We have a difficult time recruiting enough quality teachers in the U.S. After all, even if every single graduate of every selective college opted to become a teacher next year, it wouldn’t even replace natural attrition in a nation with 3.5 million educators. While this has long made concerns of a staffing shortage a recurring theme in K-12 schooling, much of the blame should perhaps be reserved for onerous licensure systems that create roadblocks to professional entry without ensuring professional competence. And now, the pandemic-induced “Great Resignation” has exacerbated things, with droves of teachers reporting that they plan to retire earlier than expected due to pandemic-related concerns.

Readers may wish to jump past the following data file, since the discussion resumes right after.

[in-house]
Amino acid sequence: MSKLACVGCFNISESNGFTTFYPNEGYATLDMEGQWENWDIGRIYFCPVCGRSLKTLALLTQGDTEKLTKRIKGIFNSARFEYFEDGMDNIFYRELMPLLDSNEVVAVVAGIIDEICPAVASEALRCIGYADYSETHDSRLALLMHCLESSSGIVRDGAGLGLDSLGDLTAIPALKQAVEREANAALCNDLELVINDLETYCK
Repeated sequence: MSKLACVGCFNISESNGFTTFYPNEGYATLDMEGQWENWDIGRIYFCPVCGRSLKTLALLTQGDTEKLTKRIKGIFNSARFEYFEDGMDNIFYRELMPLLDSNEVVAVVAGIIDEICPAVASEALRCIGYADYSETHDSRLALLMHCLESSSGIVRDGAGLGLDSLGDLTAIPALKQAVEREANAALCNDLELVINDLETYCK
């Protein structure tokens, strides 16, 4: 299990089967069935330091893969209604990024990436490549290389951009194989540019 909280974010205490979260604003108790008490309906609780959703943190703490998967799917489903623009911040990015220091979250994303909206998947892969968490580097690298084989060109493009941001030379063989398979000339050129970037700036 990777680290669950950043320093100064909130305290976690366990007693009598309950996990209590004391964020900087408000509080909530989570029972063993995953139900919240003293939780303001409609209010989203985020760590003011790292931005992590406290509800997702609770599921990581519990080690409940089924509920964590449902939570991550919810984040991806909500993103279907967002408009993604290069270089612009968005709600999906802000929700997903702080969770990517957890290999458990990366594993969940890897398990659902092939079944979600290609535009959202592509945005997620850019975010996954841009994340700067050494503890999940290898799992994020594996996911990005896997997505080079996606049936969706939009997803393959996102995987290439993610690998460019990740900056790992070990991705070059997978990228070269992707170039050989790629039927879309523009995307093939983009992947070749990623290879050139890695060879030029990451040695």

The situation calls for some creative problem-solving, which makes it worth taking heed of Tennessee’s announcement last week that it has just established a permanent program allowing teachers to gain a license through an apprenticeship rather than a costly education degree. This new “Grow Your Own” model provides a sorely needed alternative to existing K-12 licensure systems, under which training the average teacher costs about $25,000 and requires 1,500 hours.